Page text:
Wednesday, July 12, 2006

Cast Two Shadows by Ann Rinaldi

I finished this book a few days ago but I haven'’t posted about it because I didn'’t like it and I am having trouble deciding what to say about it. It is historical fiction, about a girl living in South Carolina during the Revolutionary War. Rinaldi is a very popular author with our 5th and 6th grade girls. They ask for her books in a steady stream. This is the first one I can remember reading all the way through, and I am not impressed. Her characters are shallow and stereotypical. The dialog is B movie grade and the plot entirely predictable and boring. I was excruciatingly aware of the act of reading all through the text. It didn'’t take me anywhere, which in my opinion is unforgivable.

But the thing that made me angry was the racism and sexism portrayed by the main character, even as she is trying to present herself as humanitarian, freedom-loving and in the process of enlightenment. Granted, they are a southern family in the 18th century. It is supposed to be historically realistic, and probably many folks thought and spoke this way in that time and place. But it still made me first uncomfortable, then annoyed, then downright angry the way they kept referring to "our negras"”. The blacks in the book were humble, grateful, loyal, willing and eager to serve their beloved owners, and patiently ignorant. It was disgusting to me, and I can'’t believe that is historically accurate for the vast majority of Africans taken into slavery in this country.

So even if it was meant to be written in a way that will stir up your thinking and inspire good discussion about slavery, etc., in a middle school classroom, I still find it offensive. All the talk of freedom and honor rings hollow when the main character finds out her mother was a black slave, her grandmother is still one of the family's slaves, and she continues to think of them as "“our negras"”. It jumps the shark when she moans and wails about losing her brother'’s prize horse to the British because she couldn'’t bear to see her uncle whipped to death. She doesn't think her brother will forgive her for losing the horse.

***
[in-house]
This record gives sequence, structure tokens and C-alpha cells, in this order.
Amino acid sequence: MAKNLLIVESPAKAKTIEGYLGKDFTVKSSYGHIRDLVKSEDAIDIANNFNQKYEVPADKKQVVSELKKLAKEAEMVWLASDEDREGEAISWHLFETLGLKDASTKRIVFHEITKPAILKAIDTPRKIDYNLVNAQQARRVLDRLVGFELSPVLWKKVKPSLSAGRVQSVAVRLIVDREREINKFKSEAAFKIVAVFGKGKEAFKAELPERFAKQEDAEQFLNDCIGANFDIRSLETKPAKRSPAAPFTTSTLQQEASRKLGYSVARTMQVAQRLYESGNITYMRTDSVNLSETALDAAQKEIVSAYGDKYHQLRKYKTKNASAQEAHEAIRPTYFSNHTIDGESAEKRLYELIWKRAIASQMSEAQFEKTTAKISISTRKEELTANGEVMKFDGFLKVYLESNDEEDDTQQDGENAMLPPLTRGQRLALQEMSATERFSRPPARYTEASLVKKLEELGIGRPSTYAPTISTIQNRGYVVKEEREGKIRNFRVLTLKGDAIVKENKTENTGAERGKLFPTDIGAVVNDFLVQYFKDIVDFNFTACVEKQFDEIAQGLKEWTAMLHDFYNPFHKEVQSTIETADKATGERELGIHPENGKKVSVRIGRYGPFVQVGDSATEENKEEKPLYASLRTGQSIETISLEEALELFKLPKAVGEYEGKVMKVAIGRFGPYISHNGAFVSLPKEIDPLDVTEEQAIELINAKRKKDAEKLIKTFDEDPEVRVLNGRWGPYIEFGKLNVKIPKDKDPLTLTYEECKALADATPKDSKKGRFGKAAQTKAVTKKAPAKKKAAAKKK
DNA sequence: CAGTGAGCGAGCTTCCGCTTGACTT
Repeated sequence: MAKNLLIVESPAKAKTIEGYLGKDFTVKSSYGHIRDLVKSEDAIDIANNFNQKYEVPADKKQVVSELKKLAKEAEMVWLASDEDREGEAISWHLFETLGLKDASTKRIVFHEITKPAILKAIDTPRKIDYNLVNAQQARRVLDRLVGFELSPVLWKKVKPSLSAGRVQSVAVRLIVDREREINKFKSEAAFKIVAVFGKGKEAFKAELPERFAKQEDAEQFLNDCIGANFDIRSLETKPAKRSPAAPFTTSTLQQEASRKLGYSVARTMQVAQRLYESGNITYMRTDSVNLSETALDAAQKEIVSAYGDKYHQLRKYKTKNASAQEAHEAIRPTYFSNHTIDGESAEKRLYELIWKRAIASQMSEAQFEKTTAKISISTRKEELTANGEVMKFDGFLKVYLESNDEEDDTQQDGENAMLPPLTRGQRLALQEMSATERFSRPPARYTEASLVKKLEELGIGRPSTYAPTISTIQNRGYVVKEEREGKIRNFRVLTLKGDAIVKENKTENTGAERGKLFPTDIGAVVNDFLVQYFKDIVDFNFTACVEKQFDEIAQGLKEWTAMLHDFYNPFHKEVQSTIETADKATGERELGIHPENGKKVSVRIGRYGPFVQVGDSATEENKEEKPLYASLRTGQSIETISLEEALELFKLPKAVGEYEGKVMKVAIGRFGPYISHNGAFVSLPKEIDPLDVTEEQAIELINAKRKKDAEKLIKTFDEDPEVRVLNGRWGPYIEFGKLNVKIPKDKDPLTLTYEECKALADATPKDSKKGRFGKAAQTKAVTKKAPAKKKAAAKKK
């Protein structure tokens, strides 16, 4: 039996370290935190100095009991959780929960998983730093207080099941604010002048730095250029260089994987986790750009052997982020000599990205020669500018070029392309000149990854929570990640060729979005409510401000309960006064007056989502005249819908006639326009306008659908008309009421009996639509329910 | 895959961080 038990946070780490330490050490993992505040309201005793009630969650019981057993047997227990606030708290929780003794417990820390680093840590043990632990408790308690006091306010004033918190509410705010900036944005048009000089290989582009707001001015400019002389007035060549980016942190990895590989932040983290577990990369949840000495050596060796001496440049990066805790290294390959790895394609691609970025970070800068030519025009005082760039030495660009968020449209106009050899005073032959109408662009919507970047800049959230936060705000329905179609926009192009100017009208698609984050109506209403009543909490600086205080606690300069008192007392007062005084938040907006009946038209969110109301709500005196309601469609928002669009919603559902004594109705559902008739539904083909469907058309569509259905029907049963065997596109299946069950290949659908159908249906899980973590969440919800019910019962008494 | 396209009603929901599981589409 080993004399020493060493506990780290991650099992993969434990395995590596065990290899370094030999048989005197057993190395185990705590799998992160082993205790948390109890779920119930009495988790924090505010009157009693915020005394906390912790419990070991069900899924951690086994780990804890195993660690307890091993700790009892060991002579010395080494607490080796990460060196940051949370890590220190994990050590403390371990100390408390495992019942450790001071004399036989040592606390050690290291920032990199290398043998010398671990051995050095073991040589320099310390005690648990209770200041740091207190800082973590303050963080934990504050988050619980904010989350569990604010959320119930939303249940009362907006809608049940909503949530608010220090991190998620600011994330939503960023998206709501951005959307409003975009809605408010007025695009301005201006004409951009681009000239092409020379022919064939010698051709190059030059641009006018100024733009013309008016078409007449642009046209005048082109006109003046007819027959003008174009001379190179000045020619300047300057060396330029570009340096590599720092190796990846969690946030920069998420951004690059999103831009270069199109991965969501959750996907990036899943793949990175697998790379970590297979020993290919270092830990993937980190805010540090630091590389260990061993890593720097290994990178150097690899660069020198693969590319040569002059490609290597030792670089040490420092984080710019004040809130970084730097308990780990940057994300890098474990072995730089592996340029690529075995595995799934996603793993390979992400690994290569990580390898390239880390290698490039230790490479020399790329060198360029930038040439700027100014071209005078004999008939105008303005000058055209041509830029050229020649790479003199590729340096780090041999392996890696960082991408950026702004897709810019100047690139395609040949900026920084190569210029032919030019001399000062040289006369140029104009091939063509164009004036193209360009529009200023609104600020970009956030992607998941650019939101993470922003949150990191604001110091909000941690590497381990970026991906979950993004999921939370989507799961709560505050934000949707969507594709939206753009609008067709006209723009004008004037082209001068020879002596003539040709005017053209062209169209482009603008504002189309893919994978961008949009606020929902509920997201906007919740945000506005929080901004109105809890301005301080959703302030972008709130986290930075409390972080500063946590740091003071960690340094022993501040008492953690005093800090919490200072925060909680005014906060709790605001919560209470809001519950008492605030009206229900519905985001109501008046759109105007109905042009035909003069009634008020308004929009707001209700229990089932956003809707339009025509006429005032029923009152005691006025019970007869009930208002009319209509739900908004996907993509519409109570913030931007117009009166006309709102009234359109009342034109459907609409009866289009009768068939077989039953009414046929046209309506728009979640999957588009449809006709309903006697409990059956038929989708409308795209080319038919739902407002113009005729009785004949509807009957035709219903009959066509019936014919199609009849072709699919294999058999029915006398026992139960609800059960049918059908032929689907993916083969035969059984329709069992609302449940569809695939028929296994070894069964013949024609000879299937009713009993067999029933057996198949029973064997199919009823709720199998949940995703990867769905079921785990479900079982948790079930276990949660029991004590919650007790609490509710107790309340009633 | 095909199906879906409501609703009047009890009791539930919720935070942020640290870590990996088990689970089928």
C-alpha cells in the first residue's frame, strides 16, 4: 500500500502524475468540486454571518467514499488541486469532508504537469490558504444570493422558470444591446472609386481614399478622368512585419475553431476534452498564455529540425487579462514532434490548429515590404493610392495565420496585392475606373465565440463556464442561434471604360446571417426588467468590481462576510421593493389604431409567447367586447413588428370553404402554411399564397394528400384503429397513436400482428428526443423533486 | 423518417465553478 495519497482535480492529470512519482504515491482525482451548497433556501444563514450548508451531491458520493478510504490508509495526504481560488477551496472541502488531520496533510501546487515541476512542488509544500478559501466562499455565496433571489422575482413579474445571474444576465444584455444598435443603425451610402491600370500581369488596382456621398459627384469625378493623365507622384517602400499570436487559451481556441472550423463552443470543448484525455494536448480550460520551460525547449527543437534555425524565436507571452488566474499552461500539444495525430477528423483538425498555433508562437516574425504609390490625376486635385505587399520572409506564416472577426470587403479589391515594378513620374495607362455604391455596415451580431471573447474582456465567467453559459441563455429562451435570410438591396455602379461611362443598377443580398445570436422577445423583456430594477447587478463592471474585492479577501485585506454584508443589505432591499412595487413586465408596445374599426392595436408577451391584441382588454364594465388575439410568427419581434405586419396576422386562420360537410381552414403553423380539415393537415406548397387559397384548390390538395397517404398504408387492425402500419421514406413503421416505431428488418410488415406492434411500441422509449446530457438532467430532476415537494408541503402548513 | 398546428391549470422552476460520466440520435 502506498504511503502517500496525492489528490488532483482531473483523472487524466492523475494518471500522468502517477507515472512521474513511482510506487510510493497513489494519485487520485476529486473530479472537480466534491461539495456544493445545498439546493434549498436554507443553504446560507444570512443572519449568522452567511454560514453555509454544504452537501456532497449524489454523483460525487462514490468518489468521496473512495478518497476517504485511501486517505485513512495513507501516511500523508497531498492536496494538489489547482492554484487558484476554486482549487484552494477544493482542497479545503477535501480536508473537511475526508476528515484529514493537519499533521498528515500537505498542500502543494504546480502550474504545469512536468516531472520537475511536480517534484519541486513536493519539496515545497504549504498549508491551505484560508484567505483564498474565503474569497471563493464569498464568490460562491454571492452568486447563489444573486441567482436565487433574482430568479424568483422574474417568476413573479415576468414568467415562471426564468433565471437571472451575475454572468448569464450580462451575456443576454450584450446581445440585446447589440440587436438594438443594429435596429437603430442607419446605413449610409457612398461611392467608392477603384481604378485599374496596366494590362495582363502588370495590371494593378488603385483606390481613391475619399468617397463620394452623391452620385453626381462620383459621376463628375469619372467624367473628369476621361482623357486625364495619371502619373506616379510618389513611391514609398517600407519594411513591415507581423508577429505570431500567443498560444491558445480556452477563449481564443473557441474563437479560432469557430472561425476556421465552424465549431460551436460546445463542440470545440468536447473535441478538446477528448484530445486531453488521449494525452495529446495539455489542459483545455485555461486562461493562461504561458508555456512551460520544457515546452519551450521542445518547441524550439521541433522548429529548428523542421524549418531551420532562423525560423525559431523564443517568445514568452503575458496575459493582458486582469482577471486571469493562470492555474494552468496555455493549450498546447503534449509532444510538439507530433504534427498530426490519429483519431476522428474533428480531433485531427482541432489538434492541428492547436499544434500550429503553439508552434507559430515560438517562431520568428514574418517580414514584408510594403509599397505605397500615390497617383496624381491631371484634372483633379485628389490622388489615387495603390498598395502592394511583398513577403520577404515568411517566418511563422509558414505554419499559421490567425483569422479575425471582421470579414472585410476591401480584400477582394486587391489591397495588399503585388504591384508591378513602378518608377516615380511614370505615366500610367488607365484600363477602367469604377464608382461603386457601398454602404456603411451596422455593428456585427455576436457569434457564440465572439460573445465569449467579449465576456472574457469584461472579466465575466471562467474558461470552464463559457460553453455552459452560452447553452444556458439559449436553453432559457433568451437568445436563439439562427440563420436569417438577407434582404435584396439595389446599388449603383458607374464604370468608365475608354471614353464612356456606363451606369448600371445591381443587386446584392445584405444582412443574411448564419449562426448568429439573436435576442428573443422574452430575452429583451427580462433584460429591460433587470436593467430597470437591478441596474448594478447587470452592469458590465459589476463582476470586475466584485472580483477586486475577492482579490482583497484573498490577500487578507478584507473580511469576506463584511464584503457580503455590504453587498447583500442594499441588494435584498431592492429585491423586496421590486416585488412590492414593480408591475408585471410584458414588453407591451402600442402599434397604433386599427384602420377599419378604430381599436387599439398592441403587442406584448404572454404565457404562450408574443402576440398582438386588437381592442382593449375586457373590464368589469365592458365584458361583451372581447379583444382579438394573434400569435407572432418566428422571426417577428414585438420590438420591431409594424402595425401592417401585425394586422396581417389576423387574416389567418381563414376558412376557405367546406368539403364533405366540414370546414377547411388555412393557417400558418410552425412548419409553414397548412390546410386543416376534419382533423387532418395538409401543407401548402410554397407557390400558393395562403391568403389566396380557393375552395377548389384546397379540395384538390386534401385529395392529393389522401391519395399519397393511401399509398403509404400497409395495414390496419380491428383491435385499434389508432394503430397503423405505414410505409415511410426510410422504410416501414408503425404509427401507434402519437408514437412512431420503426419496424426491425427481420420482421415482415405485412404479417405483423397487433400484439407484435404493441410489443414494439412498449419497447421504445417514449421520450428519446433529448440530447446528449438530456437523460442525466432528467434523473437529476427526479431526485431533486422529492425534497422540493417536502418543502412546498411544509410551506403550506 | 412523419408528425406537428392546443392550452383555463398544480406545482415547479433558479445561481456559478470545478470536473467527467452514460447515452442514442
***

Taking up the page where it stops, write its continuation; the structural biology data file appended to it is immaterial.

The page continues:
Oh yeah, and the ending falls flat. A lot of build up about whether the occupying British commander is going to take her sister for a mistress and burn down their house, but then when he does she and her mother just go off to a friendly neighbor's farm and get along until the war is over. She still thinks of her grandmother as one of the unfortunate slaves. She still expects the rest of "our negras"” to loyally sacrifice themselves to get the horse back and bring in what plantation harvest can be found. She is still worshiping dear daddy, who impregnated one of his slaves and then sold her off to the West Indies when his wife complained. She is still worshiping her brother, "dear Johnny"”, when he abandons his Indian lover and marries someone respectable for the sake of the family name. What a load of hooey.


Overwhelmed! said...

Okay, I'm intrigued, I may have to go see if I can find this in our library.

Dorothy said...

hey, this book was really good, i dont understand why u dont think its well written. u shouldnt write negative comments about it, someone can really admire this book. just a suggestion

cloudscome said...

Dorothy I'd love to hear what you liked about it.

I don't usually write negative reviews. This is one of the few on my blog. I just found so many things in this book that really bothered me. The author is popular in our library. What did you find appealing?

Anonymous said...

i have a question though that i would really like you to answer. what was the climax of this book? i have to know by tomorrow

Andromeda Jazmon said...

That's a great question! I wonder what you thought was the climax? Did you like the book? What did you think was the most exciting part?

90's babies said...

i happen to love this book it leaves me mad and furious and it provokes me isn't that what a book supose to do? to challege your mind and your moral. yea maybe its a little raceist and sexist but thats how it was in the 1780's